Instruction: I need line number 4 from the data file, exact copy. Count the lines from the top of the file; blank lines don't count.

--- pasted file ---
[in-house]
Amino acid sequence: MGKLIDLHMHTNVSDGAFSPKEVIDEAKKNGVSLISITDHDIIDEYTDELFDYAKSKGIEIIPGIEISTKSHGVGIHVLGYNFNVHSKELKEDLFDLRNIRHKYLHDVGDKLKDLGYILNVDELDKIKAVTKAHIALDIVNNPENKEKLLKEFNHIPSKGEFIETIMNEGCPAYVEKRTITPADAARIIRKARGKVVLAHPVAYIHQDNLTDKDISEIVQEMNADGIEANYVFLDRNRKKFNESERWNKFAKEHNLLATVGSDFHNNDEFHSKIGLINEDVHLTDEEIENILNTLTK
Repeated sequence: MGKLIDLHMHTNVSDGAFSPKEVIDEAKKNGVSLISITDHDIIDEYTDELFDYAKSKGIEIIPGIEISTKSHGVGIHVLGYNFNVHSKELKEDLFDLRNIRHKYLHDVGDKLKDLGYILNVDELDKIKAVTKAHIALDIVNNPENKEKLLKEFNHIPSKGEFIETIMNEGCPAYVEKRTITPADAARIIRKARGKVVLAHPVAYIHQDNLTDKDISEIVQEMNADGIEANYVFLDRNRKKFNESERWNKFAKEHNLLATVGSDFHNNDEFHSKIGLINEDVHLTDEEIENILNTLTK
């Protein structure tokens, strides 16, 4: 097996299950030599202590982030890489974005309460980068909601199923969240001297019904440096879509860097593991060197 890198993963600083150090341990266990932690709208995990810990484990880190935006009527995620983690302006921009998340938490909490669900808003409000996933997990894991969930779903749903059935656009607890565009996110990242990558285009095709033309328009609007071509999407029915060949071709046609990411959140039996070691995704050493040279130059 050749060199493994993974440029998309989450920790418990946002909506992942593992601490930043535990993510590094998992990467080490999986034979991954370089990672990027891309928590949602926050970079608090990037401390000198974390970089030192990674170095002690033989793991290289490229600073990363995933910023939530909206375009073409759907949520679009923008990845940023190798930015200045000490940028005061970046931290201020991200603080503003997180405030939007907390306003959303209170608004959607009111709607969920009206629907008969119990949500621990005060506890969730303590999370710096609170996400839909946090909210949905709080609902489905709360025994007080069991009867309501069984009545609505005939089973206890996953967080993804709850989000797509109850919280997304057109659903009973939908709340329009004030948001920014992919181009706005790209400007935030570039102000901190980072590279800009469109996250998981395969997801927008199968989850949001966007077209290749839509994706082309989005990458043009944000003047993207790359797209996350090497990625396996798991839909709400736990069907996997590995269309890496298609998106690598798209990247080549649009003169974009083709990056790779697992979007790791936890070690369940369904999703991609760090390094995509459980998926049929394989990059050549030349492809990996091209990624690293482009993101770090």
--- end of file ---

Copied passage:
């Protein structure tokens, strides 16, 4: 097996299950030599202590982030890489974005309460980068909601199923969240001297019904440096879509860097593991060197 890198993963600083150090341990266990932690709208995990810990484990880190935006009527995620983690302006921009998340938490909490669900808003409000996933997990894991969930779903749903059935656009607890565009996110990242990558285009095709033309328009609007071509999407029915060949071709046609990411959140039996070691995704050493040279130059 050749060199493994993974440029998309989450920790418990946002909506992942593992601490930043535990993510590094998992990467080490999986034979991954370089990672990027891309928590949602926050970079608090990037401390000198974390970089030192990674170095002690033989793991290289490229600073990363995933910023939530909206375009073409759907949520679009923008990845940023190798930015200045000490940028005061970046931290201020991200603080503003997180405030939007907390306003959303209170608004959607009111709607969920009206629907008969119990949500621990005060506890969730303590999370710096609170996400839909946090909210949905709080609902489905709360025994007080069991009867309501069984009545609505005939089973206890996953967080993804709850989000797509109850919280997304057109659903009973939908709340329009004030948001920014992919181009706005790209400007935030570039102000901190980072590279800009469109996250998981395969997801927008199968989850949001966007077209290749839509994706082309989005990458043009944000003047993207790359797209996350090497990625396996798991839909709400736990069907996997590995269309890496298609998106690598798209990247080549649009003169974009083709990056790779697992979007790791936890070690369940369904999703991609760090390094995509459980998926049929394989990059050549030349492809990996091209990624690293482009993101770090």